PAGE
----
That I did not understand why I had not killed him made the question almost intolerable to hear from his lips, and he went on, his voice friendly, even jovial as he spoke to the darkening gloom of my forest. Eventually he fell silent, and with a rueful shake of his head he retreated into his tent. I waited, keeping quiet counsel with myself as the moon crawled up the sky, a bare sliver of the waning light casting a light silvery glow upon the forest.

Nothing stirred for long hours and finally I rose to my feet, quietly stretching the cramped muscles in my legs as I carefully slung my bow over my back and drew my knife. I crept forward, taking a half step every few heartbeats, circling my way into the clearing and towards the tent. As I drew closer I could hear his deep rhythmic breathing as he slept. I circled his tent, but I could not bring myself to enter it.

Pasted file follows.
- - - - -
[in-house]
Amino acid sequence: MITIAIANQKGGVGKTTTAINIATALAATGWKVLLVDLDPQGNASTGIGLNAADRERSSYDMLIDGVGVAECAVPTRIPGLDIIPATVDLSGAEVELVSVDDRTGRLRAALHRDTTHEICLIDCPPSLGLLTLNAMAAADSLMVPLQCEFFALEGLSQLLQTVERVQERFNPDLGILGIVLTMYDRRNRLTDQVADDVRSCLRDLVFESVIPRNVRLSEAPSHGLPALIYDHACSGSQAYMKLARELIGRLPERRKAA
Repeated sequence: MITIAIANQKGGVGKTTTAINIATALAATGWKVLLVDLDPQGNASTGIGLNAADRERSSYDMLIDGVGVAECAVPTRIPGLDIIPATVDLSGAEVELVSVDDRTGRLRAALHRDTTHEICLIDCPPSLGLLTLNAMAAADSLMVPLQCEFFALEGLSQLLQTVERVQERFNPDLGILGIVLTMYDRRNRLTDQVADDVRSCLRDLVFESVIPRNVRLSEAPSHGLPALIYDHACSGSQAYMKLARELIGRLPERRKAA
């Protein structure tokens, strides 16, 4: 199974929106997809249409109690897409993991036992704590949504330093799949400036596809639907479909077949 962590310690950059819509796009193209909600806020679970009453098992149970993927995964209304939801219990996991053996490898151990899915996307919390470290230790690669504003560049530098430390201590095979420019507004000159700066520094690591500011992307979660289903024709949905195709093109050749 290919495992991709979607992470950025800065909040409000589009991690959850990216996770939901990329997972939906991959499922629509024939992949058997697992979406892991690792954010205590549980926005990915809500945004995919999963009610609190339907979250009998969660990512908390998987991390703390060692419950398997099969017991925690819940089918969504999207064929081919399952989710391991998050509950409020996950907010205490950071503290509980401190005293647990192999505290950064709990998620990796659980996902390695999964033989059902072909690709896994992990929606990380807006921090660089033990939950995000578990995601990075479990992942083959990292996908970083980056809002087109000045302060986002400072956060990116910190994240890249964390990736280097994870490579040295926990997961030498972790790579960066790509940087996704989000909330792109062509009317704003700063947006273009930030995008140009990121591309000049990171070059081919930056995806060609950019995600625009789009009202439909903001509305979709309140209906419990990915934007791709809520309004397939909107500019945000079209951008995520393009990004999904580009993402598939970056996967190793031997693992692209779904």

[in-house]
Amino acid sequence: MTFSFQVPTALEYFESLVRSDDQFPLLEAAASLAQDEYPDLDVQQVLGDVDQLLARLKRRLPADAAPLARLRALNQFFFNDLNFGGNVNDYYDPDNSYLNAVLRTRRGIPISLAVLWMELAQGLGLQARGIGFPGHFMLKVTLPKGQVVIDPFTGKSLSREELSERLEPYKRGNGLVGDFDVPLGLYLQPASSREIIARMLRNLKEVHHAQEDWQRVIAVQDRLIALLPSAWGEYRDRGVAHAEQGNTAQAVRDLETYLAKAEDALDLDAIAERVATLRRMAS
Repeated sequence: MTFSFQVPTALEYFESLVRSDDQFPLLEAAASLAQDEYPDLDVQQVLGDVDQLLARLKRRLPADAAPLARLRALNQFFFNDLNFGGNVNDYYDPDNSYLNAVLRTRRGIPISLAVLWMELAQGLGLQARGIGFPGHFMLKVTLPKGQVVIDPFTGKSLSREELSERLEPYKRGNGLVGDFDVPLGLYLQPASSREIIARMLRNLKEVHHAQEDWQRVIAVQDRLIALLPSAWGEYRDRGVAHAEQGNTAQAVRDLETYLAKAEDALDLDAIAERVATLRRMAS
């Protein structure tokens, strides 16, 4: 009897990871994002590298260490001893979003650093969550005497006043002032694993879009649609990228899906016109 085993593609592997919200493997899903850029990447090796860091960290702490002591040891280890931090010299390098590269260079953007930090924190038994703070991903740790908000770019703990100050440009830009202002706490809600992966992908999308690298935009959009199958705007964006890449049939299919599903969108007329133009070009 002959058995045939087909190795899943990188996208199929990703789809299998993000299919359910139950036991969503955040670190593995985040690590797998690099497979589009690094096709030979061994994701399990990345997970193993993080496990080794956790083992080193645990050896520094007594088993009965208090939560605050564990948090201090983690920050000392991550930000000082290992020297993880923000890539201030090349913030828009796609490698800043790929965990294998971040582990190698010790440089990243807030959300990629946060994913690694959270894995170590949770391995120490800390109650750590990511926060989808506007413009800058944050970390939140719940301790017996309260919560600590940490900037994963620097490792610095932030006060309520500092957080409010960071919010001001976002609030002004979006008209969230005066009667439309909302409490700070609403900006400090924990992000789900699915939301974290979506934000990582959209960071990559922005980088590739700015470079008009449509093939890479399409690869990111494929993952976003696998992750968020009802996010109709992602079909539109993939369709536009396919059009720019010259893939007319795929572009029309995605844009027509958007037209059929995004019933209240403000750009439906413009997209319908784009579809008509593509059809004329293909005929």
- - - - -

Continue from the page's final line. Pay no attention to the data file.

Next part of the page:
It was not fear, nor was it mercy. I knew that should I retreat into the forest the brutal spirit haunting my dreams would return, his derision and scorn redoubled and well-deserved. Why could I not act? How had he done this to me? My forest, my people, my world?all now bore the mark of this man. He had torn all the rhythms of my life asunder and I could not make them whole again so long as he lived. For the first time in a very, very long time I was afraid of what songs were sung on the night breeze. My place was not certain, my understanding unclear and at the center of it was this magnificent, arrogant enigma.

Trembling with renewed anger I stepped to the tent flap and carefully drew it aside.

For the first time that day Loghaz spoke.

Kill him, little whore. Will it set you free, or destroy you? Kill him and see.